MuscleTech Cell-Tech Review



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Cell-Tech is perhaps MuscleTech’s most well-known supplement to date. It is essentially a Creatine formula enhanced with Alpha Lipoic Acid as well as some other recovery ingredients such as BCAAs and Taurine.


Creatine has the ability to rapidly produce ATP (cellular energy) to support cellular function (in this case exercise). During high intensity exercise, creatine is used for energy which tends to spare the glycogen that would normally be used. For this reason, creatine indirectly decreases lactic acid build up because lactic acid is a byproduct formed when glucose (from glycogen) is burned for energy. Creatine has consistently been demonstrated to increase power output as well as muscle size, with maximum benefit being reached at around 8 weeks of consistent supplementation. It is generally recommended to consume 5 grams per day but lower doses (minimum of 3 grams) can still be effective if consumed over a longer period of time. Creatine comes in various forms, the most common of which is Creatine Monohydrate, which is formed by dehydrating a solution of creatine, where a single water molecule remains bound to the creatine powder. MuscleTech Creatine Monohydrate, as well as another form of Creatine, known as Creatine Hydrochloride (HCl). Creatine HCl is made by adding hydrochloric acid to a solution of Creatine, forming a salt. Creatine HCl is more acidic than the monohydrate form, thus making it more water soluble, though there is no scientific evidence to support the notion that it is superior in terms of efficacy. MuscleTech includes both forms for a combined total of 5 grams per serving, a scientifically validated dose.


Alpha Lipoic Acid (ALA) is a versatile antioxidant that can be both fat and water soluble. While currently under investigation for a variety of applications, MuscleTech’s inclusion of ALA in the CellTech formula is based on preliminary evidence suggesting a synergistic effect of ALA and Creatine Monohydrate. A 2003 study showed that co-ingestion of Alpha Lipoic Acid and Creatine Monohydrate increased Creatine absorption in muscle cells versus Creatine Monohydrate alone. However, it is worth mentioning that this particular study used 20 grams of Creatine Monohydrate and 1000mg of ALA, whereas the Cell Tech formula contains 5 grams of total Creatine (3.5 monohydrate and 1.5 Hcl) and 100mg ALA.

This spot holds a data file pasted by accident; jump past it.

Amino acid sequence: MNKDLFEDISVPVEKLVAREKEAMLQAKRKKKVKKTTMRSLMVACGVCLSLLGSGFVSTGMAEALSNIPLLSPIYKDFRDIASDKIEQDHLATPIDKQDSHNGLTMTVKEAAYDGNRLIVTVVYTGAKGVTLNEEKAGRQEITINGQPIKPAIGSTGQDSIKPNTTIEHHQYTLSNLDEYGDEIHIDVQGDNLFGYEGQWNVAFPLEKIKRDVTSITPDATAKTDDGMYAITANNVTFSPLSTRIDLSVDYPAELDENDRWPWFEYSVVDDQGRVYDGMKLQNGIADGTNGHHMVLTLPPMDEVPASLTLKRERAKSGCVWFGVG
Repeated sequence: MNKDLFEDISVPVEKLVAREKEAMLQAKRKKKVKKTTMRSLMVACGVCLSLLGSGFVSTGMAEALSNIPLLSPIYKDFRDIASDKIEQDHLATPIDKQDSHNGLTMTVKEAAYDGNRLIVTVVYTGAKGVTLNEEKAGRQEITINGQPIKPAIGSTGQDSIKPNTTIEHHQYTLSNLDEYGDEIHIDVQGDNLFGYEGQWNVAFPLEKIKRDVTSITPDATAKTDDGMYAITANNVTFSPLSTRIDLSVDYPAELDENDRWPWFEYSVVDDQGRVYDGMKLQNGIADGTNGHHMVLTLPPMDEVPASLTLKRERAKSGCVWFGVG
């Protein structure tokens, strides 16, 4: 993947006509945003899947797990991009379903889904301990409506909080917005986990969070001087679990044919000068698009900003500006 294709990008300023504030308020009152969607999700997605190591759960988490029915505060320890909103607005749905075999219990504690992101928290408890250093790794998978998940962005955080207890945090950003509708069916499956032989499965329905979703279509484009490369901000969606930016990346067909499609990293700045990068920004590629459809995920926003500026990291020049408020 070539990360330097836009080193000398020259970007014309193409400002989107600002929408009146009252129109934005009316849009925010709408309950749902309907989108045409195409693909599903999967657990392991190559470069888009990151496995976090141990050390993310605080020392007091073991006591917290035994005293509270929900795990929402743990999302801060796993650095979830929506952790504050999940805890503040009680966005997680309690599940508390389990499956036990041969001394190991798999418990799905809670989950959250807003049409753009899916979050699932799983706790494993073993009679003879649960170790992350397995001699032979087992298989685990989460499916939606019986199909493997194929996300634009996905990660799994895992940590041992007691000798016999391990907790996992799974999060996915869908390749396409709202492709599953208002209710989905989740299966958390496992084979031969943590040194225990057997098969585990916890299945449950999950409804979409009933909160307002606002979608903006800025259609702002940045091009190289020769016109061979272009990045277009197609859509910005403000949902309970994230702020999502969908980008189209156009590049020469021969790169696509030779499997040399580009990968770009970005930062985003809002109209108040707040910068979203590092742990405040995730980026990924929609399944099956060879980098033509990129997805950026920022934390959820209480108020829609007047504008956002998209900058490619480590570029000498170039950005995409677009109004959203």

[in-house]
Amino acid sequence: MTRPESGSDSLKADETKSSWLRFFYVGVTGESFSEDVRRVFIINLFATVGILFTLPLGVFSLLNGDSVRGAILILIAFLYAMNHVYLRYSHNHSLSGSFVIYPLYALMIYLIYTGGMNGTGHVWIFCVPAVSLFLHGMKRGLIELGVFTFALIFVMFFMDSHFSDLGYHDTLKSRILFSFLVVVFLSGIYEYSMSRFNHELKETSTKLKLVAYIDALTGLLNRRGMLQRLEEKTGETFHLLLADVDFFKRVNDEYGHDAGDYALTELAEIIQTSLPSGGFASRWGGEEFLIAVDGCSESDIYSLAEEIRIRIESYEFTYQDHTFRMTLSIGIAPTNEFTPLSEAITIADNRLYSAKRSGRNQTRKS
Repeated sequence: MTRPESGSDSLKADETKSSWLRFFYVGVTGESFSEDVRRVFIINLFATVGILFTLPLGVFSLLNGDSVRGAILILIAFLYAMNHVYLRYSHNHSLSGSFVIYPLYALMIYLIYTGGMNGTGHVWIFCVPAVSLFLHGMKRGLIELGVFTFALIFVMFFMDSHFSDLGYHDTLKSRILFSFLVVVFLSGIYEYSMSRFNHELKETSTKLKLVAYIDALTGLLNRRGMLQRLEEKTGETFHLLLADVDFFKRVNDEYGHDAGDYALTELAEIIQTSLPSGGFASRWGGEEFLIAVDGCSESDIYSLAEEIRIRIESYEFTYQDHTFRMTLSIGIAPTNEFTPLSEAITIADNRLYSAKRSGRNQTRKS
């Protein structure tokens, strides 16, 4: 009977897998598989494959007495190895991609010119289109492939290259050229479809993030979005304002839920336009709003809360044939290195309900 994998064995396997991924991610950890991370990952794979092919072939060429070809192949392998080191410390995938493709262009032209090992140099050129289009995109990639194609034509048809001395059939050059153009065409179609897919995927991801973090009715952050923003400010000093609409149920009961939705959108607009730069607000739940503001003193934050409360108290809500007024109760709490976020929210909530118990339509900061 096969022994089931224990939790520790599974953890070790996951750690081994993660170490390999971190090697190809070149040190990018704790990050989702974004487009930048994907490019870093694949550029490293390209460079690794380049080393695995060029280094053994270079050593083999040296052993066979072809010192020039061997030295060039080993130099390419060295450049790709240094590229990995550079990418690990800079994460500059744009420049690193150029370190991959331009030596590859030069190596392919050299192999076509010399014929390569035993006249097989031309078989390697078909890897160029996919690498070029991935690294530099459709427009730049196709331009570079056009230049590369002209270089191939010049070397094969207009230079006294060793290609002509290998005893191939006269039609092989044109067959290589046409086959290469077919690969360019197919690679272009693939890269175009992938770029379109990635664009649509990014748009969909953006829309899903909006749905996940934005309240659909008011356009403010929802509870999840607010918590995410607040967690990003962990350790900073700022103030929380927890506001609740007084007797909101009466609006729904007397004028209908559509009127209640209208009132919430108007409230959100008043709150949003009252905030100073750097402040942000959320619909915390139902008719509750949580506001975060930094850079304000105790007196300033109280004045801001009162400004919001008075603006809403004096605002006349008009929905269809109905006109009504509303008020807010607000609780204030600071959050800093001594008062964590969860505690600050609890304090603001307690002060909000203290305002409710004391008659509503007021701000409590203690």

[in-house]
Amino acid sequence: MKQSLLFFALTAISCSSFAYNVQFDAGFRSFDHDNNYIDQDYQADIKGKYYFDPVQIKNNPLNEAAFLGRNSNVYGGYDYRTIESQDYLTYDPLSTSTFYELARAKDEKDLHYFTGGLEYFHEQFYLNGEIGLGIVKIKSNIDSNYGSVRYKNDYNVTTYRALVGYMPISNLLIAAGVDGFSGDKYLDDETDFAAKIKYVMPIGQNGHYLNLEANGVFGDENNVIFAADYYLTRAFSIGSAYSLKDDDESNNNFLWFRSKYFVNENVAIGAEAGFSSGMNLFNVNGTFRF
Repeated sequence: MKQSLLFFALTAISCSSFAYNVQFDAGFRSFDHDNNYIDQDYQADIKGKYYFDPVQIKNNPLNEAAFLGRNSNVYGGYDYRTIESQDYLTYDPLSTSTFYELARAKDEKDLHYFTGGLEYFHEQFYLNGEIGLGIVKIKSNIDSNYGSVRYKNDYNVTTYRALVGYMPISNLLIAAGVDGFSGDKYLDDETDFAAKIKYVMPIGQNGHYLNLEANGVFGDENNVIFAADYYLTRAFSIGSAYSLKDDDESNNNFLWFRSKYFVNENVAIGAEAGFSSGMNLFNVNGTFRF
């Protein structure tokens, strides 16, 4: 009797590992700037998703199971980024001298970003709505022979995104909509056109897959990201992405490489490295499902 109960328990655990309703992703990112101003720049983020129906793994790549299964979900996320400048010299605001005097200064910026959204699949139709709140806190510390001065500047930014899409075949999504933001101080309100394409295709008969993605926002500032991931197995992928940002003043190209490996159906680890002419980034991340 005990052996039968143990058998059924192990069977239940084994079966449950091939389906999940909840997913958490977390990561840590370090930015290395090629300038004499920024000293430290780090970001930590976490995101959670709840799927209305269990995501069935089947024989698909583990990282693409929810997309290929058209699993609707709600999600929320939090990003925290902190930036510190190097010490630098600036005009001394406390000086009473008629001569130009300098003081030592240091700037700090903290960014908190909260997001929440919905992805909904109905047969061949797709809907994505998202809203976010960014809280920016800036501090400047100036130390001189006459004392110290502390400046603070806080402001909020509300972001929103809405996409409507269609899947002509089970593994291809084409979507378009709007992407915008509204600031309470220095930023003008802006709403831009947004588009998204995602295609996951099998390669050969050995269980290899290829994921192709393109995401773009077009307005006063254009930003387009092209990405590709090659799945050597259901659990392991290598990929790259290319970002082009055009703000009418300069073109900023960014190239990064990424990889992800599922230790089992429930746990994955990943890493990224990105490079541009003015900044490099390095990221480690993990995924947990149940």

Considered a beta-amino acid, Taurine plays a variety of roles in the body. It is most concentrated in the brain and liver where it functions as a versatile antioxidant. A 2004 study showed that Taurine may decrease exercise induced DNA damage, as well as “enhance the capacity of exercise due to its cellular protective properties”. In a 2011 study, Taurine was shown to significantly decrease oxidative stress in skeletal muscle following exercise. These antioxidant effects may be responsible for the results of a 2013 study in which Taurine (1000mg) was demonstrated to improve exercise performance in trained athletes. Taurine has developed a sort of stigma due to its inclusion in energy drinks, but it may actually convey a variety of health benefits, mostly pertaining to its potent antioxidant properties.


L-Alanine is an amino acid, the primary functions of which (aside from building proteins) pertain to glucose metabolism and the transport of nitrogen to the liver. In a 2010 double-blind placebo controlled study, published in the FASEB Journal, L-alanine supplementation slightly reduced delayed onset muscle soreness. However, there is some controversy as to whether including l-alanine with other amino acids may result in absorption issues due to competition. No studies have been conducted to determine whether this hypothesis is correct, so for now we support the use of L-Alanine as muscle recovery agent.



Leucine is an amino acid that belongs to the group known as Branched Chain Amino Acids (BCAAs). If you have ever purchased a BCAA product, you may have noticed that it contains more Leucine than the other two BCAAs (Isoleucine and Valine). The ratio is generally something along the lines of 2:1:1, but we’ve seen as much as 8:1:1 in favor of Leucine. CellTech contains the standard 2:1:1 ratio of Leucine, Isoleucine, and Valine respectively. While no study has ever proved that there is an “optimal” ratio, several studies have confirmed that Leucine is the most important BCAA in regards to muscle protein synthesis. Supplemental Leucine has been shown to increase protein synthesis in rats as well as humans in dozens of studies. Most recently, a 2012 study found that supplementation with 12 g of L-leucine per day resulted in improved protein synthesis in elderly males consuming a low protein diet. However, Leucine has also been shown to be effective at dosages ranging from 2-5 grams. Leucine is the most frequently studied of the three BCAAs and several studies now have demonstrated that leucines primary mechanism of action is via activation of Mammalian Target of Rapamycin (mTOR), a protein that signals the body to synthesize protein. Leucine signals mTOR which in turn stimulates protein synthesis, thus increasing muscle mass.